Q. I'm the city accountant for an Alaska municipality. Our mayor calls me our city's chief finance officer and tells me I'm a department head just like the police chief and two other city directors. I attend department head meetings and offer department head comments at council meetings.
So why am I paid less than the chief and two other department heads, all three of whom are male? When I ask the mayor, he says, "There simply isn't enough money." So why have the three male department heads received large raises this year and I a tiny one?
What can I do to convince the mayor I deserve to be treated the same as my male counterparts?
A. Although many organizations pay one department head differently than another, you may have a valid claim that you're unfairly paid less. You also have several tools for convincing your mayor or council they need to remedy the situation -- or for realizing you're off base in your concerns.
Here's what you and your mayor need to consider.
The Equal Pay Act prohibits employers from basing salary on an employee's gender.
Organizations base salaries on a wide variety of factors. For example, a manager's performance, tenure and years of experience in a job or industry; the number of employees and size of budget the manager oversees; and what comparable organizations pay similar managers. The police chief may easily merit more pay if he works long hours in the evenings and weekends and handles life-and-death situations. If the responsibilities, workload and skills required in your position are less than those of your fellow department heads, you may deserve less pay.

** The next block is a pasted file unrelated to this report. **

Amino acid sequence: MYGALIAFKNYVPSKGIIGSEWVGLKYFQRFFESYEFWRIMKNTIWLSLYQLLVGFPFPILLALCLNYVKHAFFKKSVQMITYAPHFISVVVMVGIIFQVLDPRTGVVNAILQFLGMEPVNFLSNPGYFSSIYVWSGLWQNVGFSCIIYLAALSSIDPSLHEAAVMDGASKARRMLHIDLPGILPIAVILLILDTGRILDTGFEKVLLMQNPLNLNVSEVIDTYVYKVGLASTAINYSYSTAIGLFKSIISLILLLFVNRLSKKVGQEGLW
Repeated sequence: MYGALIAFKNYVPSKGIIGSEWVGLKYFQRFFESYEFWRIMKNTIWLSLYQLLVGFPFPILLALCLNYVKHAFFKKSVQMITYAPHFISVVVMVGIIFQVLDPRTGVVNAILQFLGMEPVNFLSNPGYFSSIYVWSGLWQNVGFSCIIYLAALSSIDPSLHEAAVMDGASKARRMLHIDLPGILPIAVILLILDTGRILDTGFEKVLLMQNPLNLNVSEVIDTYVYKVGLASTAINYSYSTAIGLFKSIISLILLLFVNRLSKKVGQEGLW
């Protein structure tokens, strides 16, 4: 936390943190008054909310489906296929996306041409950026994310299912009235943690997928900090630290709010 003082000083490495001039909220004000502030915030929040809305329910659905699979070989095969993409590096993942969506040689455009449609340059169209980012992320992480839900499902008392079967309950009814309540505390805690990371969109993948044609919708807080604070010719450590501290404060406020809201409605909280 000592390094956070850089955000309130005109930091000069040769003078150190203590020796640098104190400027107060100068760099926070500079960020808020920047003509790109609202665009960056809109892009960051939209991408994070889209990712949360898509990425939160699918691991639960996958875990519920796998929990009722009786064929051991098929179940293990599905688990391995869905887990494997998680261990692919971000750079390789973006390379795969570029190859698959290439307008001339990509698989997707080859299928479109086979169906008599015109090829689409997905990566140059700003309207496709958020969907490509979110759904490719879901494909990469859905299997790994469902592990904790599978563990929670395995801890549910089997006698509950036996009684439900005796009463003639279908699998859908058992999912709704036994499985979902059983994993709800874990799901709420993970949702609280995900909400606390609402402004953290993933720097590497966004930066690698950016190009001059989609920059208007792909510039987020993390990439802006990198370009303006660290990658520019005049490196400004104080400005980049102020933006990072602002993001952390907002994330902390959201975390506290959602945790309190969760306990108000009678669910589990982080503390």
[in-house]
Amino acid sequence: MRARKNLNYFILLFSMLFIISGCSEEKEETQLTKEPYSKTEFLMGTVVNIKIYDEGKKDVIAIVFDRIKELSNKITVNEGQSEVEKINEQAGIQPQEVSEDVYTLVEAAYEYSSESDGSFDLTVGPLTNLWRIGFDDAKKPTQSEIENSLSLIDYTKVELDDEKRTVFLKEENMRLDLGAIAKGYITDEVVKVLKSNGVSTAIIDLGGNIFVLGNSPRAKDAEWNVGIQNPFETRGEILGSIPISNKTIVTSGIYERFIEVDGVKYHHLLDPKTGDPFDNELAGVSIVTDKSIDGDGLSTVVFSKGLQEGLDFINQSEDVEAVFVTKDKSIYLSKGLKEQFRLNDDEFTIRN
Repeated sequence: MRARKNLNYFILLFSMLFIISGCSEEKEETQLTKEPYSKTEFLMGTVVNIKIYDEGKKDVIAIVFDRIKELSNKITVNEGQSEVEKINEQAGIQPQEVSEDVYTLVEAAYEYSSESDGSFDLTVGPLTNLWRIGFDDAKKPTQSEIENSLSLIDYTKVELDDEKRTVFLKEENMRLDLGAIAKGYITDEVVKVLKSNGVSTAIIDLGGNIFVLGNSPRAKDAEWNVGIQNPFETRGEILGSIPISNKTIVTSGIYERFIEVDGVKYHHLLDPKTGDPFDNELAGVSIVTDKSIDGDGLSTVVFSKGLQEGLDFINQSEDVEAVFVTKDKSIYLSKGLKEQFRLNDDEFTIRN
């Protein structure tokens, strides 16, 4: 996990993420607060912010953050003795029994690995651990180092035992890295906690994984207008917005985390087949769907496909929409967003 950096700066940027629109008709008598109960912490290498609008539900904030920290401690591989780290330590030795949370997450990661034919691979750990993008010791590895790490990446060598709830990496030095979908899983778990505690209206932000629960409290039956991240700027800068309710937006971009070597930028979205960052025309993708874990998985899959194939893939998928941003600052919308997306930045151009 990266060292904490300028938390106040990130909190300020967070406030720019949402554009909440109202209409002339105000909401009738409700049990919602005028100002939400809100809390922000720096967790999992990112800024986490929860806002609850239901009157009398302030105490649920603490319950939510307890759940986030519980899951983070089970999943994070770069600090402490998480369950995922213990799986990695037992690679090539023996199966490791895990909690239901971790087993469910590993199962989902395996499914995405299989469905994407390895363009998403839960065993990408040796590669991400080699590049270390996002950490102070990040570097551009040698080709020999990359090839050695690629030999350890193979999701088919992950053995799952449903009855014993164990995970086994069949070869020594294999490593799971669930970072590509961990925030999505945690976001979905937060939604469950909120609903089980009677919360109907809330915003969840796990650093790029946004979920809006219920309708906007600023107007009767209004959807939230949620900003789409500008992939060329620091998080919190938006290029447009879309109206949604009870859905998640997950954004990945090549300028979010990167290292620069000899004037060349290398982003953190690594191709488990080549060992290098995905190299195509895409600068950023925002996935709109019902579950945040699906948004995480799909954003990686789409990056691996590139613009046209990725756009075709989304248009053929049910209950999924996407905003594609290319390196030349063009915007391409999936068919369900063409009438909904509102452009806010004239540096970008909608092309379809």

Employee relations director Michele Sommer suggests asking your mayor to have an "objective third-party reviewer assess your job responsibilities and necessary qualifications to determine the marketplace value of your role compared to the other department heads. If your role is lesser than your peers', there is a nondiscriminatory reason for your lower pay. If not, this third-party review provides a neutral advocate for your getting a salary increase."
Human resource consultant Richard Rossignol offers two additional suggestions: "Your mayor's answer to your legitimate question is dismissive. I recommend you force your mayor to show how he's established your rate of pay, given (that) employers generally pay department heads within the same range."
Rossignol also describes two software tools that use publicly available, easy-to-use applications for those interested in their pay in relation to others. "These apps focus on the accessibility of pay data broken down by gender, race and ethnicity, and provide coaching on pay negotiation."
According to Rossignol, the two best tools are Aequitas Mobile App, which provides users current wage data, interview, resume and negotiation tools along with wage and Equal Pay Act information, and the OES Data Explorer, which provides U.S. wage estimates by city, state and job title from the Bureau of Labor Statistics' Occupational Employment Statistics program. Sommer also suggests you research what other municipal CFOs in your area make and provide this information to your mayor, along with this article.
Finally, while providing your mayor comparable salary information helps make your case, so does your job performance. Are you an employee who comes in early, works late if needed and gives her all during the day? Are you proactive with the accounting information your mayor and council need? If so and you do the suggested research, you may get your raise. If you deserve a raise and it's not forthcoming and you're correct about the reason, you'll have the information you need to make a case to your council.
Dr. Lynne Curry is a management/employee trainer and owner of the consulting firm The Growth Company Inc. Send questions to firstname.lastname@example.org and follow Lynne on Twitter @lynnecurry10.